Double Your Stovetop Space With A Simple Baking Steel Hack

If you're like most people then your average stovetop is more than enough most of the time. You may even have just a couple of burners that you use almost exclusively for the majority of the year, ignoring the rest until a dinner party or the holidays roll around. Then, all of a sudden, it's like you're stuck playing a game of musical stove and wishing you had more than the standard four to six spots for pots and pans. But what if you could magically transform those individual gas burners into a flat surface capable of holding twice as many pieces of cookware?

The good news is, you can! There is actually a product that you can lay across a couple of burners on your stovetop in order to expand the range and make a larger area available for cooking. It's called baking steel — and while it was developed as an alternative to the pizza stone, it's even more useful on top of the stove than it is in the oven.

Why is that? Well, used on top of the stove it will conduct heat across its surface area so that you will be able to cook with pots and pans placed across the whole thing and not just directly above the burners. Now obviously the spots directly above the burners will get the hottest, so keep this in mind when considering placement.

Can this hack work with other materials?

If purchasing a baking steel isn't in your immediate future, there are other options for this hack that you might already have in your kitchen — such as a large cast aluminum, cast iron, or carbon steel griddle or grill pan. Although they're normally meant for cooking food directly, griddles can be used for more than just heating tortillas, making pancakes, or frying bacon and eggs. Since they will conduct heat in much the same way as a baking steel they can work for your pots and pans as well. While griddles are often a bit more narrow than the baking steel, they'll still increase the heated surface area that you have to work with. They'll also work on electric stoves, so you can still make this hack work even if you don't have a gas range.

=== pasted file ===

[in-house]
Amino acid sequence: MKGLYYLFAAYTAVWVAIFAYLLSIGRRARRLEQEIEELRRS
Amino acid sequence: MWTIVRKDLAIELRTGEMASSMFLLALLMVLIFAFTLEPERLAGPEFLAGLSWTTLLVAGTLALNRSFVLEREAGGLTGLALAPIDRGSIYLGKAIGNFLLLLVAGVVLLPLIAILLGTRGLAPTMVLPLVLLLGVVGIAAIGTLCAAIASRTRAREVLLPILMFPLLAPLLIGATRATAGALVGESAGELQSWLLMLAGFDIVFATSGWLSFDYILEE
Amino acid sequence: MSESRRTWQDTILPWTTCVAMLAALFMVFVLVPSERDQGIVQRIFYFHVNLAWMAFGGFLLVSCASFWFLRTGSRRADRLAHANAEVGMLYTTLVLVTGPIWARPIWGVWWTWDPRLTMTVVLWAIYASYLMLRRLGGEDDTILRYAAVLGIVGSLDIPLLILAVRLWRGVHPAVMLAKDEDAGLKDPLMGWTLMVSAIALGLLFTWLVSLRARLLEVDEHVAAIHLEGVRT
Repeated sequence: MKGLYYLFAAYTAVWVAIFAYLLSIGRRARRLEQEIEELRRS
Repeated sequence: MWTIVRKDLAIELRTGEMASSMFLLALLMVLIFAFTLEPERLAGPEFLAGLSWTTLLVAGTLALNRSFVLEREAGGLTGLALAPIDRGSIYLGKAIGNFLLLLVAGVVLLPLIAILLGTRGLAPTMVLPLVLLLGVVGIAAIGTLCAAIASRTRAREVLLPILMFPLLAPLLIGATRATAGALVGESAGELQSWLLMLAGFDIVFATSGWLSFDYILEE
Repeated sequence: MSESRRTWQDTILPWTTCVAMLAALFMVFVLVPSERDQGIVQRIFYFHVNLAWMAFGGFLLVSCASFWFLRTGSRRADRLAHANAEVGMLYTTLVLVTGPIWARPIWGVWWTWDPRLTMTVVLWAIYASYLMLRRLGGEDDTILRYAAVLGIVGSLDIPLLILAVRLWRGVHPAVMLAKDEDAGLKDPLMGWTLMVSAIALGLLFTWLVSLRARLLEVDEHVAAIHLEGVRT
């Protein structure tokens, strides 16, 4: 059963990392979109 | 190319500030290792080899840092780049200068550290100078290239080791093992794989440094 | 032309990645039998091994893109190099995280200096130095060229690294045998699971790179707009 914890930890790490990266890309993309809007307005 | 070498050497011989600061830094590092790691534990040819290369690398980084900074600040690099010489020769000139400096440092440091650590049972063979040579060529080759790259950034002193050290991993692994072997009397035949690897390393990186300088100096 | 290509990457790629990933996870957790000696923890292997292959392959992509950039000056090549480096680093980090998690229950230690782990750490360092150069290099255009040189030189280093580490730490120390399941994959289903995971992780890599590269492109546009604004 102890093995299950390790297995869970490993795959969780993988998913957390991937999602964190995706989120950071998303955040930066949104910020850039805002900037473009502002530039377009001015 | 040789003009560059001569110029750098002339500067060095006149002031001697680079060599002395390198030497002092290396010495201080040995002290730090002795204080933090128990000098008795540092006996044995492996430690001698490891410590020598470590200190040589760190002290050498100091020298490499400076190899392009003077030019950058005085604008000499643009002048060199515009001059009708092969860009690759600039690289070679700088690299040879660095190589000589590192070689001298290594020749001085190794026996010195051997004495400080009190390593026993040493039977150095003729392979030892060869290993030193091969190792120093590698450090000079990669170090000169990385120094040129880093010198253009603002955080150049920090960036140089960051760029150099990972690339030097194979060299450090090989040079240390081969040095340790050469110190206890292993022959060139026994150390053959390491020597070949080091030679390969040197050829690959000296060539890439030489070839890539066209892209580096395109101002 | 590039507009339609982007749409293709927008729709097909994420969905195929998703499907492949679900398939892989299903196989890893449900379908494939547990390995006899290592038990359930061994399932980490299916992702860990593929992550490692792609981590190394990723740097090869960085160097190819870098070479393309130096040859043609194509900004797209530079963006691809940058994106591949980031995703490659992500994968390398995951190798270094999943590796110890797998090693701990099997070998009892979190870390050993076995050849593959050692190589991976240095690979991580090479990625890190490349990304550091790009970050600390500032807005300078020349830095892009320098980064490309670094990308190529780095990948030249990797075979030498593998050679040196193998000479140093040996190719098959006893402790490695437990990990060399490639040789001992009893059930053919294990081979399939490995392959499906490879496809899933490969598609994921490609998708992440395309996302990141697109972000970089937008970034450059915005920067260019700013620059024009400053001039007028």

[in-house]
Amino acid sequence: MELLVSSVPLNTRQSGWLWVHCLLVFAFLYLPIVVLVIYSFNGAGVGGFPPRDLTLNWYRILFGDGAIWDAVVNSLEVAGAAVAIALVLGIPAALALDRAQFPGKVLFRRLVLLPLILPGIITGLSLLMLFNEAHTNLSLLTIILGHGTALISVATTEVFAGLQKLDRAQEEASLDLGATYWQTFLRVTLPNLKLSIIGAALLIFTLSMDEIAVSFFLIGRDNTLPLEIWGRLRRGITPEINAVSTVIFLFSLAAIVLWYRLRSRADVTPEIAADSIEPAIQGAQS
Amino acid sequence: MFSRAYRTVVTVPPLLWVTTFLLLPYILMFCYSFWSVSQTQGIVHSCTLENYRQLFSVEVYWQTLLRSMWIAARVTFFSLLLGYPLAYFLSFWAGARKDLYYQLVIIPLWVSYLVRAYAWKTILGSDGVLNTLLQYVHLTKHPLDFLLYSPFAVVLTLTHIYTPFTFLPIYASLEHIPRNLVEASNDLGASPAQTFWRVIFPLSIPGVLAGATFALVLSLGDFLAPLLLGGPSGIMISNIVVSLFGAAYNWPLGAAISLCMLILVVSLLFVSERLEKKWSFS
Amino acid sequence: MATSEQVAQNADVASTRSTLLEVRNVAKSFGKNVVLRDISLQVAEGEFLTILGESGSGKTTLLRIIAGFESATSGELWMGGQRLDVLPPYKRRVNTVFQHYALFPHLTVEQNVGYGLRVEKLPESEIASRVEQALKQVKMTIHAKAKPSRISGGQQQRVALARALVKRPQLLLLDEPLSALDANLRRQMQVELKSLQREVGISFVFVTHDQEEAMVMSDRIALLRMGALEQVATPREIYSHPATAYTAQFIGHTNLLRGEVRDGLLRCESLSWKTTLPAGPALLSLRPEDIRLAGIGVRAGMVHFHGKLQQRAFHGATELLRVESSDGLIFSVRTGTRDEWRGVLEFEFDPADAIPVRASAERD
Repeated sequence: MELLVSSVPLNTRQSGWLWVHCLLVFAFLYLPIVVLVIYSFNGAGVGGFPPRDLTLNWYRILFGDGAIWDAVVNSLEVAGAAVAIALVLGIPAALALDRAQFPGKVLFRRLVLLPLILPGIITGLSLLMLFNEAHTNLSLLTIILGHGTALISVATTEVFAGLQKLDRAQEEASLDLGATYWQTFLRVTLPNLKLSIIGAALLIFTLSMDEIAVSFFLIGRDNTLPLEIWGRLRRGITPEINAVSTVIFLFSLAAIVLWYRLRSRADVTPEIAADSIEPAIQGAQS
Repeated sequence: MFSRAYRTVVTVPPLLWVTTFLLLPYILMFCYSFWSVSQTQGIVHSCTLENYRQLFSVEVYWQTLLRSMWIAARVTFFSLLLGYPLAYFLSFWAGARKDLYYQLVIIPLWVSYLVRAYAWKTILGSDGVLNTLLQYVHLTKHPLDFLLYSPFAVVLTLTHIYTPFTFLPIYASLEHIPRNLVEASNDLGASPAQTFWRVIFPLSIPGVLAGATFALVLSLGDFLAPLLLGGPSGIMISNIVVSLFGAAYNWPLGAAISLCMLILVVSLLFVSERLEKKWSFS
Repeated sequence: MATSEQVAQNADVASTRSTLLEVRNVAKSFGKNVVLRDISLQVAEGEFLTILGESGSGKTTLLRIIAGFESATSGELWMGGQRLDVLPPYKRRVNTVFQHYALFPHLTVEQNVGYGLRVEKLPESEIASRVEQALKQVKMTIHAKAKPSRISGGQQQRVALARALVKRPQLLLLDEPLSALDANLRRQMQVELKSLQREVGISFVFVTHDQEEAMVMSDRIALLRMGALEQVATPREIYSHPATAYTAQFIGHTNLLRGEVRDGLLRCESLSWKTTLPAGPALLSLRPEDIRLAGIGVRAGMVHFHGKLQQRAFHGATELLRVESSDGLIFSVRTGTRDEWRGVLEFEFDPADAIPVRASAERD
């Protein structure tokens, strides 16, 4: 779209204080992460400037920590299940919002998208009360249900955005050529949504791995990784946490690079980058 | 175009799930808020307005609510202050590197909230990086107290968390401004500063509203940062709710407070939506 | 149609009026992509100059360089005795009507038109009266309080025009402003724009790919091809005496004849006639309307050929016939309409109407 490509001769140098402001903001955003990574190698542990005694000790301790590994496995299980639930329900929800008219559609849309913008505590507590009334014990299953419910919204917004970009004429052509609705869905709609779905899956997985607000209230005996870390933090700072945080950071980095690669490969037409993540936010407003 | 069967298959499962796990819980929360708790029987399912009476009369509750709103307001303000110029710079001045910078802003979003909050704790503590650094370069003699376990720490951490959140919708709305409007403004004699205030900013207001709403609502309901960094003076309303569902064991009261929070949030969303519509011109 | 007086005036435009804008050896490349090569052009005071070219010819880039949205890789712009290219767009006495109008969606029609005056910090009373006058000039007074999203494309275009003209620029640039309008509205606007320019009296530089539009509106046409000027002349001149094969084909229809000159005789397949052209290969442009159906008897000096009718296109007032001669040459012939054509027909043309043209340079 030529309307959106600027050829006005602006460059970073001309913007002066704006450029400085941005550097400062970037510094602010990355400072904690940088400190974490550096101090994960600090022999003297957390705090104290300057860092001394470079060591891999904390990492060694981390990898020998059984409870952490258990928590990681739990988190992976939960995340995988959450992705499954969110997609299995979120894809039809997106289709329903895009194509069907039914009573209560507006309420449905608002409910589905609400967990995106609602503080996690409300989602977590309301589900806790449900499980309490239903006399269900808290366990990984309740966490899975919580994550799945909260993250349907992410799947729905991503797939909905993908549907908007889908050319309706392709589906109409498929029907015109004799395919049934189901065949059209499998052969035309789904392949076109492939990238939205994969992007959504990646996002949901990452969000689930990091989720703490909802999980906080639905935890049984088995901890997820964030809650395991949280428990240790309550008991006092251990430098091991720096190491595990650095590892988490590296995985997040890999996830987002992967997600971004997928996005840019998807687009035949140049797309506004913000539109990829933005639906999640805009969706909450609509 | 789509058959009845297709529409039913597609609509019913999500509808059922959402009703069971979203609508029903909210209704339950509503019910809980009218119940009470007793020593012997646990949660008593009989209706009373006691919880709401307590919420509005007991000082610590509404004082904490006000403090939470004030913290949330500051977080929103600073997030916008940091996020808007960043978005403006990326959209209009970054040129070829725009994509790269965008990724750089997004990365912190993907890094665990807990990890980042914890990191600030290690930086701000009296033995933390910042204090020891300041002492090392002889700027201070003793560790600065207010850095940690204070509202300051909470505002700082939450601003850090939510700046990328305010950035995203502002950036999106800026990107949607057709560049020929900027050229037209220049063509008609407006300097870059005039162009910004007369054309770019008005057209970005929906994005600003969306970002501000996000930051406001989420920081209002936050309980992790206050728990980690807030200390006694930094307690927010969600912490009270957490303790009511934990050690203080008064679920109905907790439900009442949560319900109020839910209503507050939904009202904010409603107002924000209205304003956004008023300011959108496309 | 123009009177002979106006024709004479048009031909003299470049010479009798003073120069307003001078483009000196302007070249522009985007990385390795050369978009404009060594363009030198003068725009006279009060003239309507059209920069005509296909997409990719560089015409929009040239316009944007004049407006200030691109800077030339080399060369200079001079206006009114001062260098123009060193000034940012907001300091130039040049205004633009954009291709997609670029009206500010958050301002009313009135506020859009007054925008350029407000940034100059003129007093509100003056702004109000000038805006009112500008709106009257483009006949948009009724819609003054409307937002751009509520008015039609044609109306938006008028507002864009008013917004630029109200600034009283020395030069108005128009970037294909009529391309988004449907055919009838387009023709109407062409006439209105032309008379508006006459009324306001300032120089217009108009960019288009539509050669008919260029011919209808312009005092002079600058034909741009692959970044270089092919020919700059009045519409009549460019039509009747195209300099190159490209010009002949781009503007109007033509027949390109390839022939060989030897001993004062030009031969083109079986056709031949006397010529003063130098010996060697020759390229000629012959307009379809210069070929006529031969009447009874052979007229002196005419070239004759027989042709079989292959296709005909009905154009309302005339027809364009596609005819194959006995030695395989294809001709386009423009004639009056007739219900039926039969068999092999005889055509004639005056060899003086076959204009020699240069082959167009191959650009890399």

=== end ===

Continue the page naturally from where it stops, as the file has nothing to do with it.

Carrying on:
Already have a flat-top stove attachment? If you've never thought of branching out with it, it's worth considering. Just be careful not to scrape your pots and pans across it as this might leave scratches. The attachment will give you the largest surface area of all to work with — but since it also takes up the entire stovetop it won't leave you with any individual burners the way the griddles and baking steel do.

Are there any cheaper alternatives?

Technically, you could create an expanded flat cooking surface by substituting a heavy-duty sheet pan for a griddle on a gas range. But this does come with a couple of caveats. The first is safety. Since sheet pans are quite a bit lighter than both baking steel and regular griddles, even a slight bump could be disastrous. So you do have to be much more careful if you choose to go this route.

The other major aspect that needs to be considered is heat. Sheet pans can warp and even burn on direct high heat — meaning you won't be able to turn the burners up very high at all. But it could still work well for keeping already-cooked foods warm. Of course, this arrangement is still not ideal so you'd only want to try it if you are extremely confident that you won't bump it or have visitors in the kitchen who could. And you wouldn't want to use pots or pans with long handles that could get bumped easily either.

In the end, you're much better off shelling out the cash to invest in either a baking steel (which can also be repurposed for making Thai-style ice cream rolls) or a quality griddle. Not only do they work great for their intended purposes, but they're an ingenious way to hack your stovetop and create a lot more cooking space.